For those of you who follow my writing in the Sentinel newspapers, you are probably aware that as far back as September of 2019, yes, 2019, that I, like many other pundits, expected a Joe Biden candidacy to likely be successful in the Midwest states of Wisconsin, Pennsylvania and Michigan and, in winning those states, be on track to win the presidency in the next election. That, of course, is what has taken place in the 2020 election.
I anticipated this result for two main reasons both involving voter turnout, especially turnout in Detroit, Milwaukee and Philadelphia. First, Joe Biden is not Hillary Clinton. Whether justified or not, Hillary Clinton was not a likable candidate regardless of her qualifications. It was more than reasonable to expect that a Joe Biden candidacy would attract a larger turnout of African American voters who had voted for Barack Obama but stayed home for Hillary Clinton in these three large population cities thereby overcoming the 77,000 total votes which turned these three blue states red in 2016.
The second reason to have expected a larger turnout in 2020 was the turnout in the 2018 midterm elections. It was more than reasonable to assume that if the Trump presidency motivated an anti-Trump turnout in 2018 resulting in an historic blue wave in the House of Representatives, that turnout would be even greater in an election year to defeat Donald Trump.
To a great extent, I was correct in these assumptions as evidenced by the overall increase in voter turnout across the entire nation resulting in an increase from approximately 66 million votes for Hillary Clinton in 2016 to approximately 74 million votes, a record number for any candidate ever to run for president, for Joe Biden in 2020. What I did not anticipate, however, was that just as Trump motivated a large turnout against him, so, too, did he motivate a large turnout for him increasing his 2016 vote total of some 63 million to almost 70 million in 2020. If nothing else, Trump can at least find comfort in the fact that he finally amassed a greater popular vote than did Hillary Clinton.
What I also did not anticipate is the degree to which pollsters could get the results so wrong once again. Granted, the excuse in 2016 was that, even though Hillary Clinton was ahead in the polls, pollsters claimed that their numbers were still within the margin of error. That is not the case in 2020 which saw the polls put Biden ahead in critical swing states well above the margin of error. The result: no turning Ohio, Florida, Texas and the like blue from red and no landslide called election eve AND any chance of Democrats taking back the Senate relies on long-shot wins in two runoff elections in Georgia on January 5th.
So, where do we now find ourselves even with Joe Biden in the White House? Answer: In an ever widening political divide in our nation, but with the hope and expectation that Joe Biden is the president who will be able to narrow that divide. Will his 47 years experience in Congress and the White House give him the know how, the relationships, the understanding to be able to diminish the obstructionism experienced by Barack Obama during the last six years of his presidency? Will Joe Biden be as effective as LBJ was in turning Congressional resistance into compromise to pass needed legislation?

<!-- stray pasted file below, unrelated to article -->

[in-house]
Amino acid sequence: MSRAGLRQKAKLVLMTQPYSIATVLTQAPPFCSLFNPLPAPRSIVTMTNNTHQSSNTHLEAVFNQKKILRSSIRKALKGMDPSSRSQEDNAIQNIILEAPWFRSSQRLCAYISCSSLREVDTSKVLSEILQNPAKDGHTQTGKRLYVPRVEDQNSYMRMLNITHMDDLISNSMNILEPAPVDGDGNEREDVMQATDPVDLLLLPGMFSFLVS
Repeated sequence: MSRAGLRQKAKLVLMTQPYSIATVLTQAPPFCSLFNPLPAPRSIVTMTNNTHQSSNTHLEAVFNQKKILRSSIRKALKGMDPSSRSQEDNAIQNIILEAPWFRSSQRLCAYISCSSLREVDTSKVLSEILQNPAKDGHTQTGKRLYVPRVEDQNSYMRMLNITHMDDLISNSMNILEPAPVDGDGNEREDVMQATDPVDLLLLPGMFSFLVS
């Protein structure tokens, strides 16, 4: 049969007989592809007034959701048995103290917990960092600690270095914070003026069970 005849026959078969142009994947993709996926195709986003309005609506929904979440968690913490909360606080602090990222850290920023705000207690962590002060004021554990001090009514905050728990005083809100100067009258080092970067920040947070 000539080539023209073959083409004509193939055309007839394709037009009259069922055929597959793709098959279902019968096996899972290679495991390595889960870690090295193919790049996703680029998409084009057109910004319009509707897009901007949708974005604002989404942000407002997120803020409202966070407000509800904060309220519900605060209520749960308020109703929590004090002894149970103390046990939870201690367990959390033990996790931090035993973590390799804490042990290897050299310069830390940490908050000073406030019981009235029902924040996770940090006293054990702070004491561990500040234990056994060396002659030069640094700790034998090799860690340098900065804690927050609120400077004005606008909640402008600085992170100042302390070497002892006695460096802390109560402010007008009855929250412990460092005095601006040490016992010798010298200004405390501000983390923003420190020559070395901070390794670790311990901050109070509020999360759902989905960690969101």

Maybe even more important than a focus on Congress is the need to understand exactly who the Trump voter actually is. The Trump voters can't be thrown into one basket. Yes, if you are a racist, you voted for Trump, but Trump voters are also people who want no restrictions on gun ownership, immigrants who do not want any other immigrants coming into the country more easily than they did, people who place more importance on the life of the unborn than those already born, the ultra wealthy who are happy with their 401Ks and their tax breaks and place their importance above anything else, those who believe moving Israel's capital to Jerusalem somehow makes Israel more secure, and, yes, you also have cult members who believe anything coming out of the mouth of their cult leader is real.
With such a varied group it is hard to make inroads but that is the challenge ahead if the divide is ever to be narrowed. Moreover, the challenge to narrow the divide is compounded by the presence of a disgruntled ex-president who will continue to widen the divide with his relentless divisive rhetoric.
This creates another major decision that will have to be made by the new president. The Special Counsel investigation conducted by Robert Mueller concluded that, because the investigation was under the auspices of the Department of Justice, their findings had to be consistent with department policy which includes the Office of Legal Counsel's policy that sitting presidents cannot be indicted. Now that Trump will no longer be a sitting president, should the new Attorney General go forward with indictments? Would to do so widen the divide or would indicting Trump be the only way to shut down his attempts to undermine the Biden administration similarly to how Trump undermined the Obama administration with his birther claims?
These are the challenges ahead if we will ever be able to tackle the real issues that face the nation both domestically and internationally.